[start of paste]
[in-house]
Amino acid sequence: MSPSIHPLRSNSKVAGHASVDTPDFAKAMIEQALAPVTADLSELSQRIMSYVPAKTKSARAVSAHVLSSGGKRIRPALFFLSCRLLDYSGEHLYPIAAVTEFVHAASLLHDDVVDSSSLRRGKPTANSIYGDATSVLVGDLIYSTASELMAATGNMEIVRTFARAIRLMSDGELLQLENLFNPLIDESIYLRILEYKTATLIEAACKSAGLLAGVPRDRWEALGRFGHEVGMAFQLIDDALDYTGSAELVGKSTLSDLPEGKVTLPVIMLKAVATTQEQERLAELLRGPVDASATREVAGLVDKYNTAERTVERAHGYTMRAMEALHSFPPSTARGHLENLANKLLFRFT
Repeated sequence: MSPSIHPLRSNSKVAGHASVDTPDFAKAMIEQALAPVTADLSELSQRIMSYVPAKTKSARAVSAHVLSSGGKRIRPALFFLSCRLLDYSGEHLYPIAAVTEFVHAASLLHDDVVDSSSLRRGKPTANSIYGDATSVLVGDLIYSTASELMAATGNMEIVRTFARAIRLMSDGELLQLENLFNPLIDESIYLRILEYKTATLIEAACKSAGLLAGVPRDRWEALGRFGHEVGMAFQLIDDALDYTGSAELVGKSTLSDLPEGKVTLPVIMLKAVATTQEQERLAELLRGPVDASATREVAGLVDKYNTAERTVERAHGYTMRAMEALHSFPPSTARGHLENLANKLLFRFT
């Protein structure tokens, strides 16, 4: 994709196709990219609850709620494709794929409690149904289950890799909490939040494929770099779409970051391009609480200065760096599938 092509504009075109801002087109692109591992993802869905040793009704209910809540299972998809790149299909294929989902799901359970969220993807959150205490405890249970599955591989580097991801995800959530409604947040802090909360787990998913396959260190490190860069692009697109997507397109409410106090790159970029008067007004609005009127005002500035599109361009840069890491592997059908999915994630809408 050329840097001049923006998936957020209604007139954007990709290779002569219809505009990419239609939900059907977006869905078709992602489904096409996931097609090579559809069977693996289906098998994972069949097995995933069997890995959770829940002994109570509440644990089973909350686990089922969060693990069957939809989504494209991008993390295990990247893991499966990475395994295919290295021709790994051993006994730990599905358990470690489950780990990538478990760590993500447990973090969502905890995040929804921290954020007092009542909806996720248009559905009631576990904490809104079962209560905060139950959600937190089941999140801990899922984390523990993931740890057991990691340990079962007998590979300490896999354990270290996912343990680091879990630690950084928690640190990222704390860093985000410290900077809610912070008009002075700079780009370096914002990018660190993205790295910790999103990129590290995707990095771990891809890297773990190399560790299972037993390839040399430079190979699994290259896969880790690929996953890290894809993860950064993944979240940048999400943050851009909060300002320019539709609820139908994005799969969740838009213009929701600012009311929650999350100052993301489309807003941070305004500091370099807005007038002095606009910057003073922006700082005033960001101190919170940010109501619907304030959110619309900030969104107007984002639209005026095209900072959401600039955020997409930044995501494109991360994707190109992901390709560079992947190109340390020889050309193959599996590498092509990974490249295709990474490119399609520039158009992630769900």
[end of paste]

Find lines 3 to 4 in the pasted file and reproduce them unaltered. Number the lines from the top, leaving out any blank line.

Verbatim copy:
Repeated sequence: MSPSIHPLRSNSKVAGHASVDTPDFAKAMIEQALAPVTADLSELSQRIMSYVPAKTKSARAVSAHVLSSGGKRIRPALFFLSCRLLDYSGEHLYPIAAVTEFVHAASLLHDDVVDSSSLRRGKPTANSIYGDATSVLVGDLIYSTASELMAATGNMEIVRTFARAIRLMSDGELLQLENLFNPLIDESIYLRILEYKTATLIEAACKSAGLLAGVPRDRWEALGRFGHEVGMAFQLIDDALDYTGSAELVGKSTLSDLPEGKVTLPVIMLKAVATTQEQERLAELLRGPVDASATREVAGLVDKYNTAERTVERAHGYTMRAMEALHSFPPSTARGHLENLANKLLFRFT
């Protein structure tokens, strides 16, 4: 994709196709990219609850709620494709794929409690149904289950890799909490939040494929770099779409970051391009609480200065760096599938 092509504009075109801002087109692109591992993802869905040793009704209910809540299972998809790149299909294929989902799901359970969220993807959150205490405890249970599955591989580097991801995800959530409604947040802090909360787990998913396959260190490190860069692009697109997507397109409410106090790159970029008067007004609005009127005002500035599109361009840069890491592997059908999915994630809408 050329840097001049923006998936957020209604007139954007990709290779002569219809505009990419239609939900059907977006869905078709992602489904096409996931097609090579559809069977693996289906098998994972069949097995995933069997890995959770829940002994109570509440644990089973909350686990089922969060693990069957939809989504494209991008993390295990990247893991499966990475395994295919290295021709790994051993006994730990599905358990470690489950780990990538478990760590993500447990973090969502905890995040929804921290954020007092009542909806996720248009559905009631576990904490809104079962209560905060139950959600937190089941999140801990899922984390523990993931740890057991990691340990079962007998590979300490896999354990270290996912343990680091879990630690950084928690640190990222704390860093985000410290900077809610912070008009002075700079780009370096914002990018660190993205790295910790999103990129590290995707990095771990891809890297773990190399560790299972037993390839040399430079190979699994290259896969880790690929996953890290894809993860950064993944979240940048999400943050851009909060300002320019539709609820139908994005799969969740838009213009929701600012009311929650999350100052993301489309807003941070305004500091370099807005007038002095606009910057003073922006700082005033960001101190919170940010109501619907304030959110619309900030969104107007984002639209005026095209900072959401600039955020997409930044995501494109991360994707190109992901390709560079992947190109340390020889050309193959599996590498092509990974490249295709990474490119399609520039158009992630769900």